ST. LOUIS -- Prior to Sunday's game, Cardinals manager Mike Matheny talked at length about why his club has struggled to win close games this season. Matheny explained that there were a lot of reasons for the trend, but he didn't have a definitive answer.
Rafael Furcal did, however, have the answer on Sunday, hitting a two-run single with two outs in the ninth to give the Cardinals a 5-4 walk-off win over the Marlins at Busch Stadium in the final game before the All-Star break.
"We took our best shot," Matheny said. "The guys went out there and fought and played hard like they did all season. They're just relentless in how they keep fighting and coming back. It's very rewarding to be able to head out with that kind of win."
The Cardinals were down, 4-2, going into the ninth after their bullpen squandered a one-run lead in the seventh. But St. Louis' offense found life in desperation time, as Miami closer Heath Bell loaded the bases with one out.
Tony Cruz hit a sacrifice fly to cut Miami's lead to one, bringing Daniel Descalso to the plate with two outs. Descalso had entered the game as a defensive sub in the ninth, and he quickly fell behind 0-2. After a lengthy 10-pitch at-bat, Descalso drew a walk to load the bases.
"I fell behind, but the at-bat's not over -- you still have to put in work," Descalso said. "You've got to get [Bell] in the zone. He's been a little erratic lately, and as you saw today, when you lay off the balls, take your walks, he'll come over the middle of the plate."
Marlins manager Ozzie Guillen has noticed the same thing about Bell.
"I stand behind him," Guillen said of his closer, who suffered his sixth blown save of the season. "But on the other hand, he's got to be better than that. If he's not getting better, I'll find a solution. It gets tiring to watch this."
Bell again got to one strike away from a victory, but Furcal drove a 1-2 curveball into left field. Matt Carpenter scored easily from third, and David Freese -- who had been scratched from the lineup less than a half-hour before the start of Sunday's game, and who drew a walk in a pinch-hit at-bat earlier in the inning -- slid in just ahead of left fielder Logan Morrison's throw.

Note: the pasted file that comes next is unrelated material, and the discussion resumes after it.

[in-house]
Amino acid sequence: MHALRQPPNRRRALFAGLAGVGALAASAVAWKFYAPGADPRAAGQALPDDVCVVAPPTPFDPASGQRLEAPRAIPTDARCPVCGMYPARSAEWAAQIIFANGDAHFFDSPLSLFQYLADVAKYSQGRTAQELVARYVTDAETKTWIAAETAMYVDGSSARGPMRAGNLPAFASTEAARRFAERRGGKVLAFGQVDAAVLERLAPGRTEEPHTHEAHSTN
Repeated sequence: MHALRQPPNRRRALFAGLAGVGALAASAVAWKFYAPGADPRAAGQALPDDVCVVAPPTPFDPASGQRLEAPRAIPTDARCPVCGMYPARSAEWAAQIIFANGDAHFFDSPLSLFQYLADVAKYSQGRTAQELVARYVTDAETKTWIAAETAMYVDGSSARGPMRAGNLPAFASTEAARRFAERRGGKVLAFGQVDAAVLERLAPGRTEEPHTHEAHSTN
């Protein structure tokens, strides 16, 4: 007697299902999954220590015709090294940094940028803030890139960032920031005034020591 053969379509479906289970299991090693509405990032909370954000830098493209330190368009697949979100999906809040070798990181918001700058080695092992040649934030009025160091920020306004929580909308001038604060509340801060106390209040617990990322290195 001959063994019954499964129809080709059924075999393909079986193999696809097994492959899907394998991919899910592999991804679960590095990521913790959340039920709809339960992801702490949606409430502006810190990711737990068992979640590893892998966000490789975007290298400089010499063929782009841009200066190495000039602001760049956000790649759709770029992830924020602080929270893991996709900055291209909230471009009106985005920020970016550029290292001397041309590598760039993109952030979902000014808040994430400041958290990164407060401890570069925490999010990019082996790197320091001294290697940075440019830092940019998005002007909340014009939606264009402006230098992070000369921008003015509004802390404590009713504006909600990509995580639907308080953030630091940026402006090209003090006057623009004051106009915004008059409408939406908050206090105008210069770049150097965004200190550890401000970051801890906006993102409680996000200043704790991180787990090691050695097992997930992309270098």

"I just wanted to make him make pitches and put the ball in play," Furcal said. "I didn't want to strike out or try to pull the ball. I'll swing at whatever they give to me, drive it the other way and that's what happened."
The Marlins had taken a two-run lead in the seventh on a three-run pinch-hit homer by Austin Kearns off Victor Marte. Maikel Cleto gave up a one-out double to Omar Infante and walked John Buck before getting pulled from the game to set the stage for Kearns' homer.
After Fernando Salas set down the Marlins in order in the eighth, Mark Rzepczynski gave up a pair of singles and walked two as well. Matheny called on Mitchell Boggs to clean up the situation, and Boggs struck out Donovan Solano to end the inning and leave the bases loaded.
Having used six relievers, Matheny said he had to consider warming up some of his starters, who were all volunteering to help out in any way.
"It would have been pretty creative," Matheny said.
Just as the bullpen struggled with its command, St. Louis starter Joe Kelly was off the plate from the get-go. After issuing back-to-back one-out walks in the first inning, Hanley Ramirez stole third and catcher Tony Cruz's throw to third sailed into into left field. Ramirez scored easily to give Miami a one-run lead.
Kelly pitched his way out of a jam in the third, stranding a runner at third. He walked pitcher Anibal Sanchez to start the inning, and Sanchez moved up to second on a sacrifice bunt. Kelly then got Ramirez to ground out and Carlos Lee to fly out to end the inning.
While Kelly allowed a season-low two hits and one unearned run over six innings, the 24-year-old right-hander struggled with his command throughout the day. He set a career high with five walks, and said he had trouble adjusting to the strike zone. Kelly had walked two in 15 1/3 innings over his first three starts, but has walked a total of nine batters in his last two outings.
"It wasn't as good as I wanted to be," Kelly said of his command. "And a small strike zone, that's where you have to deal with, that adversity right there. You can't make excuses, and you have to pitch to what the guy back there wants."
The Cardinals improved to 5-2 against Miami this season, and are now 14-21 in games decided by two runs or fewer. While their record in tight games is not ideal, Sunday was a step in the right direction for the Cardinals as they head into the break.
"Just the positive vibe you got, it's probably as good as any one we've had," Matheny said. "It's a great way to send these guys off. They played hard this first half, plus a couple games, and it'll be nice for them to stew on that for a while and think about the positive things we have ahead of us."
Mike Still is an associate reporter for MLB.com. This story was not subject to the approval of Major League Baseball or its clubs.